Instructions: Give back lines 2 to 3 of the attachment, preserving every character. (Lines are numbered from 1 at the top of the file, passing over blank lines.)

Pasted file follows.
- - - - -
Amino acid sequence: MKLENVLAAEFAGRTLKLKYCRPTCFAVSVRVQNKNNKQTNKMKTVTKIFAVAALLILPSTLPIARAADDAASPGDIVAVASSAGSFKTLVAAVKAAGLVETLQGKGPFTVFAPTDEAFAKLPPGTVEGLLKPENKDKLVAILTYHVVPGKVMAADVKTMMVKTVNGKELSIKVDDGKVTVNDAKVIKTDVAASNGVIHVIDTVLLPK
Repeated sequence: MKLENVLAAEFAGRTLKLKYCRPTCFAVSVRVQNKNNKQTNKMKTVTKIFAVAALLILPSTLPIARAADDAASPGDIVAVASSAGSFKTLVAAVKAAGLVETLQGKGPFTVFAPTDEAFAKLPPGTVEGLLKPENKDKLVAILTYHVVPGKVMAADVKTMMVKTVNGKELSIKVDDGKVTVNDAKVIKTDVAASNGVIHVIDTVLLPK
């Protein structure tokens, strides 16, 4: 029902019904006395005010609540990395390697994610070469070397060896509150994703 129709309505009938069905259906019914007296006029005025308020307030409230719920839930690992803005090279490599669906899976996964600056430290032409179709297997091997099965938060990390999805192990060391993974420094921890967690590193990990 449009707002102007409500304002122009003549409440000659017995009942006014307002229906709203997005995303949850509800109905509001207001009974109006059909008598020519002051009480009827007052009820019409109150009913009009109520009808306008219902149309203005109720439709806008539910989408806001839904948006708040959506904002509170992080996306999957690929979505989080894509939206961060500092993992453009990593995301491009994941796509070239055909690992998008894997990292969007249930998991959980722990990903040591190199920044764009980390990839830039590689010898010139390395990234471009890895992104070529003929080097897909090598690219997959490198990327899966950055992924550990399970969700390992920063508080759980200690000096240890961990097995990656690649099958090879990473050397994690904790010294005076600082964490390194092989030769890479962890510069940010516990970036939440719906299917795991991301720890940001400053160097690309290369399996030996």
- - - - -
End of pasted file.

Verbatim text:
Repeated sequence: MKLENVLAAEFAGRTLKLKYCRPTCFAVSVRVQNKNNKQTNKMKTVTKIFAVAALLILPSTLPIARAADDAASPGDIVAVASSAGSFKTLVAAVKAAGLVETLQGKGPFTVFAPTDEAFAKLPPGTVEGLLKPENKDKLVAILTYHVVPGKVMAADVKTMMVKTVNGKELSIKVDDGKVTVNDAKVIKTDVAASNGVIHVIDTVLLPK
């Protein structure tokens, strides 16, 4: 029902019904006395005010609540990395390697994610070469070397060896509150994703 129709309505009938069905259906019914007296006029005025308020307030409230719920839930690992803005090279490599669906899976996964600056430290032409179709297997091997099965938060990390999805192990060391993974420094921890967690590193990990 449009707002102007409500304002122009003549409440000659017995009942006014307002229906709203997005995303949850509800109905509001207001009974109006059909008598020519002051009480009827007052009820019409109150009913009009109520009808306008219902149309203005109720439709806008539910989408806001839904948006708040959506904002509170992080996306999957690929979505989080894509939206961060500092993992453009990593995301491009994941796509070239055909690992998008894997990292969007249930998991959980722990990903040591190199920044764009980390990839830039590689010898010139390395990234471009890895992104070529003929080097897909090598690219997959490198990327899966950055992924550990399970969700390992920063508080759980200690000096240890961990097995990656690649099958090879990473050397994690904790010294005076600082964490390194092989030769890479962890510069940010516990970036939440719906299917795991991301720890940001400053160097690309290369399996030996």